Current owner Dr Barnes adopted a policy of ‘care and repair’ when it came to Ashleworth Manor and it shows; now the well-loved family home is looking to start a new chapter.
The historic village of Ashleworth on the banks of the Severn, eight miles from Gloucester and 13 from Cheltenham, is one of very few places in England where the four main buildings of the original medieval manor – the manor house, court house and tithe barn, all 15th century, and the church, part of which is 200 years older – are still intact. All were once owned by the Ashleworth Court estate, which was donated by the Earl of Berkeley to the Abbey of St Augustine at Bristol, now Bristol Cathedral, in the 12th century.
Now, Ashleworth Manor, listed Grade II*, is on the market with Andrew Grant in Worcester and Hamptons International in Cheltenham at a guide price of £1.5 million.
The manor house continued to be owned by the church, with the Lord Bishop of Gloucester as lord of the manor, until 1841, when it was sold for the first time. In 1923, the then owner, a widow, married a priest who was headmaster of The King’s School in Gloucester and, on retirement, served as rector of Ashleworth, so that the manor became once again the vicarage house. The rest of the Ashleworth Court estate, including the magnificent tithe barn (recently restored by the National Trust), was sold after the First World War.
The former medieval settlement is centred on the area around the Quay, where an ancient ferry used to link Ashleworth with Sandhurst village on the east bank of the river until its closure in the 1950s. For centuries, Ashleworth would have been the last place to cross before reaching the outskirts of Tewkesbury, nine miles or so upstream. Meanwhile, the larger, more modern part of the village evolved around the village green, located on higher ground half a mile to the north-west.
Externally at least, little has changed at Ashleworth Manor since its present owner, Jeremy Barnes, then a young GP, took up residence in 1963, accompanied by his wife, two small children and a puppy. A self-confessed medievalist, three generations of whose family were cathedral architects in Gloucester, Dr Barnes researched the history of every brick and massive oak beam in this remarkable house, as his family grew up enjoying an idyllic Swallows and Amazons existence on the nearby river.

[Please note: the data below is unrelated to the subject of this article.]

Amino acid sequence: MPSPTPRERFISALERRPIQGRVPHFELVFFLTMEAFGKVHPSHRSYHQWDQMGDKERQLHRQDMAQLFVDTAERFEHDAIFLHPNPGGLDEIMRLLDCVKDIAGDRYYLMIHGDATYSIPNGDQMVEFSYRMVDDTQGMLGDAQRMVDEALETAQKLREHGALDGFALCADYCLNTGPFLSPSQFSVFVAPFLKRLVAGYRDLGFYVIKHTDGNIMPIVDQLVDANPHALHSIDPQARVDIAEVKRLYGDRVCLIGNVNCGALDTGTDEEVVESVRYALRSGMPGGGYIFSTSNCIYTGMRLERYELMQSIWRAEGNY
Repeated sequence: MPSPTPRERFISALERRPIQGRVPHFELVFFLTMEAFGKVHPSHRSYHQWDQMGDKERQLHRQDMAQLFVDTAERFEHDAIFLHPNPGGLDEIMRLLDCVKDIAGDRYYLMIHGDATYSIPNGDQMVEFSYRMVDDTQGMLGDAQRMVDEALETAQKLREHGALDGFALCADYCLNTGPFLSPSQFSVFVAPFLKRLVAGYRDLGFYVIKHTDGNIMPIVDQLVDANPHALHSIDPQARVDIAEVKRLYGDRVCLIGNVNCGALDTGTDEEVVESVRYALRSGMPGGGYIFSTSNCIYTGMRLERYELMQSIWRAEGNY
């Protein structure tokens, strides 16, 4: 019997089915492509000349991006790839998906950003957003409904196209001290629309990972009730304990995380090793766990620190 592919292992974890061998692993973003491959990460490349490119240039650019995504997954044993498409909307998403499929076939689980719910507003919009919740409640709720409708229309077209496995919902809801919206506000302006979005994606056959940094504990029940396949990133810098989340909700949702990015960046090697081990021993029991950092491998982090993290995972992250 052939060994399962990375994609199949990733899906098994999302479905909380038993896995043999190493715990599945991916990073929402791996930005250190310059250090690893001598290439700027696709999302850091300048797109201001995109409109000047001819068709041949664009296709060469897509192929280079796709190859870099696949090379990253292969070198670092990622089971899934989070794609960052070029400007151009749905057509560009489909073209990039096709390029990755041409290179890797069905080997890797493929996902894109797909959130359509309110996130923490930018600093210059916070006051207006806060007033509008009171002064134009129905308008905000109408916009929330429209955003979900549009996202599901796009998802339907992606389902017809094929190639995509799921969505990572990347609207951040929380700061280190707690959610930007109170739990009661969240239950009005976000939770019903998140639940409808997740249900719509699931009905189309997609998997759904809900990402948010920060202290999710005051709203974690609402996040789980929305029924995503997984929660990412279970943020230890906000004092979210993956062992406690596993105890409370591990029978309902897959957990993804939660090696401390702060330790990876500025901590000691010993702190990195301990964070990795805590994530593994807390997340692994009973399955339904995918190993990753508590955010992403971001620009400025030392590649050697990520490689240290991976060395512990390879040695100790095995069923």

The central section of the manor is thought to have existed in the 15th century as a simple open hall without chimneys or upper floor, with a two-storeyed wing making the original house T-shaped. Later in the 15th century, considerable alterations and additions were made, including the insertion of chimneys, the construction of the porch and probably the adding of the intervening floors above the main hall; these are supported by enormous oak beams, each of which is deeply and expensively carved. As Dr Barnes observes: ‘Only the very rich, such as the princes of the church, could afford the labour costs of such work, which involved carving the design with a hand-held adze.’
From then on, the manor is said to have been occupied as a summer residence by Abbot Newbury of Bristol and his successors. The house remained unaltered until the late 1800s, when, following its sale by the church, the almost-forgotten Gloucester architect Thomas Fulljames added a timber-framed wing that perfectly matched the H-shaped house. In 1903, another Gloucester architect, W. B. Wood, extended the left wing to the rear and added a low service wing, also to the left.
During the family’s 56-year tenure, Dr Barnes largely adopted a policy of ‘care and repair’, the main innovation being the creation of an independent annexe linked to the main house on the ground and second floors. It was occupied by Dr Barnes’s father during his declining years and is now used for holiday lets.
In all, the manor offers some 6,721sq ft of accommodation, including a reception hall/sitting room, a dining room, study, kitchen, five bedrooms, two bathrooms and extensive attics. It stands in beautifully maintained formal gardens, grounds and paddocks, some 10¼ acres in all; out-buildings include stabling, garaging, a studio and workshops.
Dr Barnes, who is still active as a writer on the monastic era and as a guide at Gloucester Cathedral, and his wife are preparing to downsize to a smaller house in the nearby village. They will be sad to leave their wonderful home, but ‘hope to leave it in good hands’.
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